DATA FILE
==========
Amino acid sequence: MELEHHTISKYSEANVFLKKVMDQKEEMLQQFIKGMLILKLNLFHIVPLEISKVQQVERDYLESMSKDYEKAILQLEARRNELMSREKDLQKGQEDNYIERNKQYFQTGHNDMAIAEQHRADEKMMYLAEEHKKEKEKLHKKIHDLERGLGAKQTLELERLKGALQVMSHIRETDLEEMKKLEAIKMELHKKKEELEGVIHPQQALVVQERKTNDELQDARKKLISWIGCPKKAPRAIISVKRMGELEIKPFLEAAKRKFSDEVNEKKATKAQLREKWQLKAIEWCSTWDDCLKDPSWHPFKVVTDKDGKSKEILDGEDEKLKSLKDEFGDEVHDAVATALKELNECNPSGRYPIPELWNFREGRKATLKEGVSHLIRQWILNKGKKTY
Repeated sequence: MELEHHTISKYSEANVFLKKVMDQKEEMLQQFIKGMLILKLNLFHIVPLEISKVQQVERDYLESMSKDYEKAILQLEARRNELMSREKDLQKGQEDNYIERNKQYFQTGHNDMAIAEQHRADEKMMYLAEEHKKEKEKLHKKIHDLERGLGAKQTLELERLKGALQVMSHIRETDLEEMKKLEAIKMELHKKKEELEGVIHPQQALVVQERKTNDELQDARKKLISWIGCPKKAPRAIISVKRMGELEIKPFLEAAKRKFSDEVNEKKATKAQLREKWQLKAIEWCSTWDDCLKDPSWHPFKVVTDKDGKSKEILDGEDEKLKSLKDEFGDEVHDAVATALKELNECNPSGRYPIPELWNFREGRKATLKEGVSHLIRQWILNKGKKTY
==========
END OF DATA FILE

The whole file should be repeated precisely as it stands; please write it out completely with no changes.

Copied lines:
Amino acid sequence: MELEHHTISKYSEANVFLKKVMDQKEEMLQQFIKGMLILKLNLFHIVPLEISKVQQVERDYLESMSKDYEKAILQLEARRNELMSREKDLQKGQEDNYIERNKQYFQTGHNDMAIAEQHRADEKMMYLAEEHKKEKEKLHKKIHDLERGLGAKQTLELERLKGALQVMSHIRETDLEEMKKLEAIKMELHKKKEELEGVIHPQQALVVQERKTNDELQDARKKLISWIGCPKKAPRAIISVKRMGELEIKPFLEAAKRKFSDEVNEKKATKAQLREKWQLKAIEWCSTWDDCLKDPSWHPFKVVTDKDGKSKEILDGEDEKLKSLKDEFGDEVHDAVATALKELNECNPSGRYPIPELWNFREGRKATLKEGVSHLIRQWILNKGKKTY
Repeated sequence: MELEHHTISKYSEANVFLKKVMDQKEEMLQQFIKGMLILKLNLFHIVPLEISKVQQVERDYLESMSKDYEKAILQLEARRNELMSREKDLQKGQEDNYIERNKQYFQTGHNDMAIAEQHRADEKMMYLAEEHKKEKEKLHKKIHDLERGLGAKQTLELERLKGALQVMSHIRETDLEEMKKLEAIKMELHKKKEELEGVIHPQQALVVQERKTNDELQDARKKLISWIGCPKKAPRAIISVKRMGELEIKPFLEAAKRKFSDEVNEKKATKAQLREKWQLKAIEWCSTWDDCLKDPSWHPFKVVTDKDGKSKEILDGEDEKLKSLKDEFGDEVHDAVATALKELNECNPSGRYPIPELWNFREGRKATLKEGVSHLIRQWILNKGKKTY